Here are words I never imagined myself saying: When you get to be my age.
Of course, there was a time when I never imagined myself saying a lot of things. Finish that homework. Turn that music down. Watch your tone of voice. Eat those beets. Stop punching him. Stop feeding the dog under the table.
There was a time when I believed I would never utter such admonitions. I would be a natural, intuitive parent who would lead by sterling example and govern with such easy grace that the souls in my care would want nothing more than to delight me with their exemplary behavior.
And now you’re asking: How did that work out?
Not as planned. Not even close.
So I guess it should come as no surprise that the A word is rolling off my tongue these days, despite any fantasies I may have entertained about eternal youth. Another birthday is a few weeks away, and I feel as though I’m stuck in one of those old movies where the passage of time is marked by pages flying off a calendar. Whole decades wheel and swoop around me. The ’70s in New York, the rush of being a full-time resident instead of a suburban visitor. The ’80s swirl past in a blur of impressions: moving to Knoxville, hating Knoxville on sight, making peace with Knoxville. The ’90s and college graduations and the empty nest. The new millennium, a new house, two new jobs, two weddings, four grandchildren. History summed up in bullet points and the changing landscape of this small town masquerading as a middle-sized city.
When you get to be my age, you can remember those old metal awnings on Gay Street and the old newspaper building on the corner of Church and State where I used to pound out copy in a smoke-filled room and watch stray cats sun themselves in the windows of the defunct Knoxville Business College across the street. Now one place is a vacant lot and the other is high-end condos. Sic transit gloria mundi.
“When you get to be my age” sounds like something old people say, gray-haired, creaky-jointed, go-to-bed-early people. It doesn’t sound like the Woodstock generation. It doesn’t sound like mini-skirts and psychedelic posters and protest marches. I watched a documentary about baby boomers the other night. The past and present photos were daunting. When did the bell bottoms and shoulder-length hair become mom jeans and zero-maintenance bobs? Somewhere in those flying calendar pages drifts a 20-year-old with a vast sea of future tense before her. Wait, I want to say. Not so fast.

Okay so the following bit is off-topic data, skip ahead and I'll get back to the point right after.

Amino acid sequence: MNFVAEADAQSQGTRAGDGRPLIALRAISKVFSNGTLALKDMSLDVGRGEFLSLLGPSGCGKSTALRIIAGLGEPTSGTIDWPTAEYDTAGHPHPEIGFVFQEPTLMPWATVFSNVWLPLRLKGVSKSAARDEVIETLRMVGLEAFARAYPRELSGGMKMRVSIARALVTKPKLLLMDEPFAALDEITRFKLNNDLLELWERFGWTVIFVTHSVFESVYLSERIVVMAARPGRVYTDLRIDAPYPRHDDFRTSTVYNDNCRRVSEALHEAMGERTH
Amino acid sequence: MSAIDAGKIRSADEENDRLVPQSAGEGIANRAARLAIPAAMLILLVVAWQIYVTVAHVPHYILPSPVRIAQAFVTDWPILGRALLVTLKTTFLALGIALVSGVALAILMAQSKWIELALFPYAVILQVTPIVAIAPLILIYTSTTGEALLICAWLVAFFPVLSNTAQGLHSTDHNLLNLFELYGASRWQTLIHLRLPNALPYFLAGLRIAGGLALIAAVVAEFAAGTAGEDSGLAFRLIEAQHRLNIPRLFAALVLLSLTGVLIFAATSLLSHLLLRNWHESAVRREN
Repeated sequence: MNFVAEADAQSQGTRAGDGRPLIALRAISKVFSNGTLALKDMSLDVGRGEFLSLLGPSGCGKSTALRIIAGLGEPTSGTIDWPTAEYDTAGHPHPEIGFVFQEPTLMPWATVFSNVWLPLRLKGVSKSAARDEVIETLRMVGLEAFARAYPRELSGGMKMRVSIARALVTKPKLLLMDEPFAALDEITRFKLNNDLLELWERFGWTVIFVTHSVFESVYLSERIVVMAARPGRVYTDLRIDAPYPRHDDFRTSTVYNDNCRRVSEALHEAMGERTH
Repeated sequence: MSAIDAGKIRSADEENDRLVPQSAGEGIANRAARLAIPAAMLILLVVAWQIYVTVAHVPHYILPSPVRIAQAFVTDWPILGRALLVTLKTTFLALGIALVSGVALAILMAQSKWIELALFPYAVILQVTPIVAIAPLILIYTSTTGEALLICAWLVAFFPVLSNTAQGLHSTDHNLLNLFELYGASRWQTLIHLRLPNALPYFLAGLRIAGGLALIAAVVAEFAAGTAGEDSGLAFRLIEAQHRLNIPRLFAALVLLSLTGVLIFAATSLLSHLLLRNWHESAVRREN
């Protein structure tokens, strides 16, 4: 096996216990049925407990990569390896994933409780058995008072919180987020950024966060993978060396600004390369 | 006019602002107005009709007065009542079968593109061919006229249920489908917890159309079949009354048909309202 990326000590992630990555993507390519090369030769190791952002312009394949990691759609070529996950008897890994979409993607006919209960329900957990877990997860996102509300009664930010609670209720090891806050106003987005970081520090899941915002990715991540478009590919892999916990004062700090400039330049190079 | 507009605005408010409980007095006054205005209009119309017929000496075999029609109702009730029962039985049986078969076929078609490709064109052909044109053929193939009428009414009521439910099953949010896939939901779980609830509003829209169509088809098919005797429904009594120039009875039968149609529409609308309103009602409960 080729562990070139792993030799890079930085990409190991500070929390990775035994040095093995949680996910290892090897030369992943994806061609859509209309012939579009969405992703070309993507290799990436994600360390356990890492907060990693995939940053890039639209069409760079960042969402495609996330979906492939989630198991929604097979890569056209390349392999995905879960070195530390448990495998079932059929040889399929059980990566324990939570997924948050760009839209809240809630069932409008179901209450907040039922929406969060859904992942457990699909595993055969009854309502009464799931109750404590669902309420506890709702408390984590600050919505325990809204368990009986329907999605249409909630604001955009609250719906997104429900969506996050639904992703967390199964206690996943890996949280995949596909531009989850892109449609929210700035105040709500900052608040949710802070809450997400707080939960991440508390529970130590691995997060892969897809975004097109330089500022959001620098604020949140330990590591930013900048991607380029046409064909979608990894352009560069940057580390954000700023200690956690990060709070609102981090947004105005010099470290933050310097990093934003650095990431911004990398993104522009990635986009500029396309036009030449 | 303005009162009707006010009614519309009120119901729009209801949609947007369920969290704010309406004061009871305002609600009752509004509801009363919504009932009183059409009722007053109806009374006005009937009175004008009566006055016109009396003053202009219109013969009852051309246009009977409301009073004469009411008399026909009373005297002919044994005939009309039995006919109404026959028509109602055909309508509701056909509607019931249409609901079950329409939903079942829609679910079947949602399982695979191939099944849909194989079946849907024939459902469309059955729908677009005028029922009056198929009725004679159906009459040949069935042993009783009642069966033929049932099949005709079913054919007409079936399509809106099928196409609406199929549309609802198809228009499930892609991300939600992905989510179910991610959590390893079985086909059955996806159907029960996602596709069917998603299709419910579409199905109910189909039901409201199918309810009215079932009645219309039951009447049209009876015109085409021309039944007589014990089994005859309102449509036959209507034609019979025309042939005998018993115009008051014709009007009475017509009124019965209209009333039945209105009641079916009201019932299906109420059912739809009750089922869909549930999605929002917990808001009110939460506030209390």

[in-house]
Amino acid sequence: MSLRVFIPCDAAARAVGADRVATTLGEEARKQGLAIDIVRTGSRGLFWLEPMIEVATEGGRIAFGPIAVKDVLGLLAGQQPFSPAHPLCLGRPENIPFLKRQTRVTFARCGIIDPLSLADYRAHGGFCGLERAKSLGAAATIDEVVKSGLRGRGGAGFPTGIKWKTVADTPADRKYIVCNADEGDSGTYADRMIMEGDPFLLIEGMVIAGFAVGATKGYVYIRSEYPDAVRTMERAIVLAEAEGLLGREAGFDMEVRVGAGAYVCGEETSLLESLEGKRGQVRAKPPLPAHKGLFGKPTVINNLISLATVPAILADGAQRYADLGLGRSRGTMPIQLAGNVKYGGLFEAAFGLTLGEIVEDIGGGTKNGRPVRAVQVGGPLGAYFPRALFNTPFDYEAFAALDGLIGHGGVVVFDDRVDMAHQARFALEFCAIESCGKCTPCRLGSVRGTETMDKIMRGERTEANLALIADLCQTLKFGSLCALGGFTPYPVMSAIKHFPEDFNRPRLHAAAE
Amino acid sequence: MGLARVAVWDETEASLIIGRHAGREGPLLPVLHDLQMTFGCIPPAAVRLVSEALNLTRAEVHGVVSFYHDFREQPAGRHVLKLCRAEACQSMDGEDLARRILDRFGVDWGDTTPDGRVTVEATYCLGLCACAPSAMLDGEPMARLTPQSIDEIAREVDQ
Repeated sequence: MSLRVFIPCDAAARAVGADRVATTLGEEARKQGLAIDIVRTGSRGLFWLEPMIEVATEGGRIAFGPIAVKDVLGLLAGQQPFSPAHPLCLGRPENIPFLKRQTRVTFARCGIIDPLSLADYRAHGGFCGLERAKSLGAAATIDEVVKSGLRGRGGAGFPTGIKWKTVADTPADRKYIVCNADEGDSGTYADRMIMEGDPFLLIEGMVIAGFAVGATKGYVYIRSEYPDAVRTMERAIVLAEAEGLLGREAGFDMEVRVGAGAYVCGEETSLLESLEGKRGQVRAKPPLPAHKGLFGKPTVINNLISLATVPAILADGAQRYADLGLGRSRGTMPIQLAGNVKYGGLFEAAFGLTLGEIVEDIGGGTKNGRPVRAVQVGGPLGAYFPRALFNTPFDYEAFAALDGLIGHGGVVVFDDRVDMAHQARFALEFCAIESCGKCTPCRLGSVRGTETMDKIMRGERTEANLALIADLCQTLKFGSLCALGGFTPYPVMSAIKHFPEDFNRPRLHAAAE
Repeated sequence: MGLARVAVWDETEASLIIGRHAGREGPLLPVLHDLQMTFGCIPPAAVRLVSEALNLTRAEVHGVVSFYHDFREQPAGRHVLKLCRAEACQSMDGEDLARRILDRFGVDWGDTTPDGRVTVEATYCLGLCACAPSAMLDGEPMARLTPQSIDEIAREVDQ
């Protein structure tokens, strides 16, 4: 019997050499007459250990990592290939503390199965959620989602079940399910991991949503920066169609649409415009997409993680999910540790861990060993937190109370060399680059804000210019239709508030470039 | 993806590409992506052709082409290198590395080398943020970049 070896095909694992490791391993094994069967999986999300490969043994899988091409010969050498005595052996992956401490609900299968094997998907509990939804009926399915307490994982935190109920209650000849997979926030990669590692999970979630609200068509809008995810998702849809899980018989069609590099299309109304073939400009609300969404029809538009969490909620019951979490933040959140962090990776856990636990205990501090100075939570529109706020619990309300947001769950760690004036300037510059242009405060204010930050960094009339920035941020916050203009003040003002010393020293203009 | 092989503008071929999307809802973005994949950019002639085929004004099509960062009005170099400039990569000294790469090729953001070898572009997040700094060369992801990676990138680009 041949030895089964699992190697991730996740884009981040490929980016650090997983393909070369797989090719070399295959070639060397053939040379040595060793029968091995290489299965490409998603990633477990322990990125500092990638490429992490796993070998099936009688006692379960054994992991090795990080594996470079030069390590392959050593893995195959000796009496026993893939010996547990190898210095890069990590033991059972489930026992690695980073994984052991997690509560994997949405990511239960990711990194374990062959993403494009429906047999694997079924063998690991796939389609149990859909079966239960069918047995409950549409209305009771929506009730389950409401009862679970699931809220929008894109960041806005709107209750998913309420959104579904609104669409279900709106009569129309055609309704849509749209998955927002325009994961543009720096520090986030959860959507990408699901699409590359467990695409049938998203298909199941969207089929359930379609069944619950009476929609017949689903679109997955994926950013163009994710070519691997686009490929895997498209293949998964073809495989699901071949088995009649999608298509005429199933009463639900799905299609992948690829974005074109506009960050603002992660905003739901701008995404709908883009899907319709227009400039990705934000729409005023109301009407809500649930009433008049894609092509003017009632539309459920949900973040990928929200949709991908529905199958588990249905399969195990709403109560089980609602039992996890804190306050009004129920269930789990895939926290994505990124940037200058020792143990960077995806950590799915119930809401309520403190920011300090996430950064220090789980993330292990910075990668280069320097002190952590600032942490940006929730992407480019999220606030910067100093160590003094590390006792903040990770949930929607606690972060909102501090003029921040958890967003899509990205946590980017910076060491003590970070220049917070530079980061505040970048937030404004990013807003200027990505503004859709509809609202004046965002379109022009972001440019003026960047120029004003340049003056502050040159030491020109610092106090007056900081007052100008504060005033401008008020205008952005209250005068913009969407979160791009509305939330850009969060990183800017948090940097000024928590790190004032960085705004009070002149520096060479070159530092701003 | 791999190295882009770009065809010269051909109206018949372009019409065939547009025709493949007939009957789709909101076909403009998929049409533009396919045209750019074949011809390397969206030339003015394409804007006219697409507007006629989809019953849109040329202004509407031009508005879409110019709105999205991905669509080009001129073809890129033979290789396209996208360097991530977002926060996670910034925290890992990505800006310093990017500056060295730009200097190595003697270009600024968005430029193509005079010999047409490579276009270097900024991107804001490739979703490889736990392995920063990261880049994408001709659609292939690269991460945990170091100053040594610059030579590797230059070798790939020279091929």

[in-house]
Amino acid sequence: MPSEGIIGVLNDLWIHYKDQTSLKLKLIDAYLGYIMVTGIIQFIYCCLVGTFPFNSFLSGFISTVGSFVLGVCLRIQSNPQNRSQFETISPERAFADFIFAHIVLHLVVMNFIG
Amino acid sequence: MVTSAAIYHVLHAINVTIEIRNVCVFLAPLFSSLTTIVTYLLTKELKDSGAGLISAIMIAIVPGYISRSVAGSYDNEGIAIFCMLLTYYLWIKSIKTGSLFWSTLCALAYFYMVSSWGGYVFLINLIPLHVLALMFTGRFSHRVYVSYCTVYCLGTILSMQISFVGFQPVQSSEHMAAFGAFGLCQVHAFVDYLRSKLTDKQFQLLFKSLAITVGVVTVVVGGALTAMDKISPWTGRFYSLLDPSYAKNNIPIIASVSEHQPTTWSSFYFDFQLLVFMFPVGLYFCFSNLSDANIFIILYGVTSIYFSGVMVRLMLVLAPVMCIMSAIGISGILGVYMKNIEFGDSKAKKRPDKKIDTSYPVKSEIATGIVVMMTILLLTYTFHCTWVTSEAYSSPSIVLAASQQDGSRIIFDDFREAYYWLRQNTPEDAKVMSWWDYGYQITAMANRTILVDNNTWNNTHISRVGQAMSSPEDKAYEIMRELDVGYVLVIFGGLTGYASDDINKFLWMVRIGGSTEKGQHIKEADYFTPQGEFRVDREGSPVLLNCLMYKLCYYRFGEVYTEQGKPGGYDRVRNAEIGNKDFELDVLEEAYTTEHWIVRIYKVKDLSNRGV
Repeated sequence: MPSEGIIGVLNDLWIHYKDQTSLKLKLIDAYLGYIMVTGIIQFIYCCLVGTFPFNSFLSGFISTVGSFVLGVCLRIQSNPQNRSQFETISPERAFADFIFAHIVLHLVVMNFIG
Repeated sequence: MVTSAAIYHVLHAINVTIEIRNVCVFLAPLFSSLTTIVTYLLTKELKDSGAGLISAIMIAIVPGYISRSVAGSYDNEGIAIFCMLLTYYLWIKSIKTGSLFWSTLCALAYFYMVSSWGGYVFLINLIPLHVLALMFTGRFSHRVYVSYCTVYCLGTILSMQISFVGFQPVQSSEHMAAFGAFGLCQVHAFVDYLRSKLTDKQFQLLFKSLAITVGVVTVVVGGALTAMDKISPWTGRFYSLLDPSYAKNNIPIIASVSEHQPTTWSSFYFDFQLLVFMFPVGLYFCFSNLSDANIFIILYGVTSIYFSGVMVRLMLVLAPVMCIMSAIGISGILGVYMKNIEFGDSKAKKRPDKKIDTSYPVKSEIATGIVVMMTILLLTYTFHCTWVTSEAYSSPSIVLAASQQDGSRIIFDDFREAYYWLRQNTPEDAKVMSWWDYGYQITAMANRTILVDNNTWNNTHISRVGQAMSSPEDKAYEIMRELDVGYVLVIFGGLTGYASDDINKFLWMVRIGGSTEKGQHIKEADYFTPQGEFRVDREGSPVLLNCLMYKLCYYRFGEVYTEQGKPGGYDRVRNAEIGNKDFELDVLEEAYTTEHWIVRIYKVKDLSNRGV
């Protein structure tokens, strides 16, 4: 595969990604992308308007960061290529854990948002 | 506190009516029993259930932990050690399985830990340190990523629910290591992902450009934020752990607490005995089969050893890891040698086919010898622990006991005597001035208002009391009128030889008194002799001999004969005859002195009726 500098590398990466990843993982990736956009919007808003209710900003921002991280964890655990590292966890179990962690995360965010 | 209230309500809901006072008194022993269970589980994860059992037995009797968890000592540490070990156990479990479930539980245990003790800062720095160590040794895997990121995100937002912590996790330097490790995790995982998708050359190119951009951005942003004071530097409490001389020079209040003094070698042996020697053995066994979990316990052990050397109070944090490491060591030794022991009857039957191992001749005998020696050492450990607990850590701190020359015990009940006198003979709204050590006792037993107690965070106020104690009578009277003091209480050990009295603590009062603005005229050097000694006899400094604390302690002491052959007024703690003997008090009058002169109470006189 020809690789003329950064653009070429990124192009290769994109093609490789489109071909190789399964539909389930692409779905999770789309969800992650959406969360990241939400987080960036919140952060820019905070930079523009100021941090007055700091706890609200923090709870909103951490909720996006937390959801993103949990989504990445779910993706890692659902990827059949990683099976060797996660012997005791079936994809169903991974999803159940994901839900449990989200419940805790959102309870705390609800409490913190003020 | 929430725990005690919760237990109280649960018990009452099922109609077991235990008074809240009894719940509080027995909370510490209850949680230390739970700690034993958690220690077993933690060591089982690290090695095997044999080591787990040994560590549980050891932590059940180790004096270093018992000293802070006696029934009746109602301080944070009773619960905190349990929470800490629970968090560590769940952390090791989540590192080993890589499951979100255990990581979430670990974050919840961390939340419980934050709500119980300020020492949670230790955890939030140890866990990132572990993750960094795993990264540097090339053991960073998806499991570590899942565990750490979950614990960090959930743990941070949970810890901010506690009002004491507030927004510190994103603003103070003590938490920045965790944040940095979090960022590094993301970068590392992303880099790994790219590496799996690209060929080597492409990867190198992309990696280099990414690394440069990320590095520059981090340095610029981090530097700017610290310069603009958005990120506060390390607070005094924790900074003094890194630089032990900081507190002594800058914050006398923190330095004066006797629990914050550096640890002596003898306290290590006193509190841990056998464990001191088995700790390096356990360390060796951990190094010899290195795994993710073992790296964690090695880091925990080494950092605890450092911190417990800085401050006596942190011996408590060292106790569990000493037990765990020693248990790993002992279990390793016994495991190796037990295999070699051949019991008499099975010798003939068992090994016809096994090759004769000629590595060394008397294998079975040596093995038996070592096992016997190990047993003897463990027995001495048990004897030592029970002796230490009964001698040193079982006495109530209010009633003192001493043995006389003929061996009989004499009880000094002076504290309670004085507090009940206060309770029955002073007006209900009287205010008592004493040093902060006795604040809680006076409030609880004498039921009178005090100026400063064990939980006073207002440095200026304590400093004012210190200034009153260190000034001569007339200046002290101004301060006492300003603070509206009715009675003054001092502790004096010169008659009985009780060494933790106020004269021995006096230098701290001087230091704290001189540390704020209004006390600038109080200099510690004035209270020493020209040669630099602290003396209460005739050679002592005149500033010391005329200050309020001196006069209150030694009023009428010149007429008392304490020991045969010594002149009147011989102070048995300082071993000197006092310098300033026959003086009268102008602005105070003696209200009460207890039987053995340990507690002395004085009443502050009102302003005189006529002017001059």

The plus side of the high-number birthdays is supposed to be wisdom born of experience, and when you get to be my age, you’ve got plenty of that. Experience, that is. The wisdom part is still a work in progress, sifting through the layers, examining the shards of good intentions, small triumphs, inevitable defeats.
But now that I’m beginning sentences with this geezer phrase, there had better be some payoff. The next words can’t always be “spicy foods are pure poison” or “you’re just glad to wake up every morning.” I need something more upbeat, something edgy, something unexpected. Like, when you get to be my age, the one thing you can’t live without is a Harley. Or, when you get to be my age, tattoos suddenly make sense. Or maybe, when you get to be my age, the only days that matter are the days you are too busy living to notice age at all. m